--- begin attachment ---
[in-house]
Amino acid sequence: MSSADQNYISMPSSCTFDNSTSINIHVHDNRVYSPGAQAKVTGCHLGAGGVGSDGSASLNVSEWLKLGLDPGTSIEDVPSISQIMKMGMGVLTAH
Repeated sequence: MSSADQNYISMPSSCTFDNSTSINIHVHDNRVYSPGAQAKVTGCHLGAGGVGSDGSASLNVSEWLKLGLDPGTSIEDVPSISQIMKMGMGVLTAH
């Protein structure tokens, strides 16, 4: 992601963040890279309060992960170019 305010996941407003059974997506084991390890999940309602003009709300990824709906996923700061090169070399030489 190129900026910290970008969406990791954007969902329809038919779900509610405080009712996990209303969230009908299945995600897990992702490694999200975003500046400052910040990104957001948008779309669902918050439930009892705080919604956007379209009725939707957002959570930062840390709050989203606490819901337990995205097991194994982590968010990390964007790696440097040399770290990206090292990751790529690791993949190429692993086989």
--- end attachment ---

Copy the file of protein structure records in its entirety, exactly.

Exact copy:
[in-house]
Amino acid sequence: MSSADQNYISMPSSCTFDNSTSINIHVHDNRVYSPGAQAKVTGCHLGAGGVGSDGSASLNVSEWLKLGLDPGTSIEDVPSISQIMKMGMGVLTAH
Repeated sequence: MSSADQNYISMPSSCTFDNSTSINIHVHDNRVYSPGAQAKVTGCHLGAGGVGSDGSASLNVSEWLKLGLDPGTSIEDVPSISQIMKMGMGVLTAH
């Protein structure tokens, strides 16, 4: 992601963040890279309060992960170019 305010996941407003059974997506084991390890999940309602003009709300990824709906996923700061090169070399030489 190129900026910290970008969406990791954007969902329809038919779900509610405080009712996990209303969230009908299945995600897990992702490694999200975003500046400052910040990104957001948008779309669902918050439930009892705080919604956007379209009725939707957002959570930062840390709050989203606490819901337990995205097991194994982590968010990390964007790696440097040399770290990206090292990751790529690791993949190429692993086989």